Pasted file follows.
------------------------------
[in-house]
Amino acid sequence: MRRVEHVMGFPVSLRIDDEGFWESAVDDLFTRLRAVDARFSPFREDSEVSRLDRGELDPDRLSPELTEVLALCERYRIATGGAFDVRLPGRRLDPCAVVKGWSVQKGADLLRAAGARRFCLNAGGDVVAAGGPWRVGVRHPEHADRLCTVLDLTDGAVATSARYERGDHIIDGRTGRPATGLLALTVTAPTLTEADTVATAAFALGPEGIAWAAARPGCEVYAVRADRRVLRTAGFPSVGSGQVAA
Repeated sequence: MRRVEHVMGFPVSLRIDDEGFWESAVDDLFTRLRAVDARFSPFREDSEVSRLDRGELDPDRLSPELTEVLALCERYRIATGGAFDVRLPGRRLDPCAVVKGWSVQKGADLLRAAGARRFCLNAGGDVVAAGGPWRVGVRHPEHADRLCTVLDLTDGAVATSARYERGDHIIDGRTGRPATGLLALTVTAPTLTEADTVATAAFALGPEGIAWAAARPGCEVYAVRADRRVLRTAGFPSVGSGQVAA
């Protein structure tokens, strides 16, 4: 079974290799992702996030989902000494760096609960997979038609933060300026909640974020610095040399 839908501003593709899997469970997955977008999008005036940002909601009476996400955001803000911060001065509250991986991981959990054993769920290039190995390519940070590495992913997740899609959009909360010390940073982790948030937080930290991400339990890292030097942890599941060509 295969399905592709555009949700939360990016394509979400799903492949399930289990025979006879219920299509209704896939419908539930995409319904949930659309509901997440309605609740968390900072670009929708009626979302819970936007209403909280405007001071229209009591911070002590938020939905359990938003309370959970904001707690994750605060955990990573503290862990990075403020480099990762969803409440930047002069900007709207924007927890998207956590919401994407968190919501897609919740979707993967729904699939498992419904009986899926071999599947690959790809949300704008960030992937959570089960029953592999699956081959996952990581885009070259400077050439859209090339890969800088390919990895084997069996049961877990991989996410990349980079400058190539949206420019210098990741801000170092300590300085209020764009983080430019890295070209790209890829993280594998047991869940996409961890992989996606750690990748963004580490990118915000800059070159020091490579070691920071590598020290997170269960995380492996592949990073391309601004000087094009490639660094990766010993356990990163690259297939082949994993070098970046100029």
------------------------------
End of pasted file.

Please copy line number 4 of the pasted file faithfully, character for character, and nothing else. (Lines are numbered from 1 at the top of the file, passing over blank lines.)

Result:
């Protein structure tokens, strides 16, 4: 079974290799992702996030989902000494760096609960997979038609933060300026909640974020610095040399 839908501003593709899997469970997955977008999008005036940002909601009476996400955001803000911060001065509250991986991981959990054993769920290039190995390519940070590495992913997740899609959009909360010390940073982790948030937080930290991400339990890292030097942890599941060509 295969399905592709555009949700939360990016394509979400799903492949399930289990025979006879219920299509209704896939419908539930995409319904949930659309509901997440309605609740968390900072670009929708009626979302819970936007209403909280405007001071229209009591911070002590938020939905359990938003309370959970904001707690994750605060955990990573503290862990990075403020480099990762969803409440930047002069900007709207924007927890998207956590919401994407968190919501897609919740979707993967729904699939498992419904009986899926071999599947690959790809949300704008960030992937959570089960029953592999699956081959996952990581885009070259400077050439859209090339890969800088390919990895084997069996049961877990991989996410990349980079400058190539949206420019210098990741801000170092300590300085209020764009983080430019890295070209790209890829993280594998047991869940996409961890992989996606750690990748963004580490990118915000800059070159020091490579070691920071590598020290997170269960995380492996592949990073391309601004000087094009490639660094990766010993356990990163690259297939082949994993070098970046100029």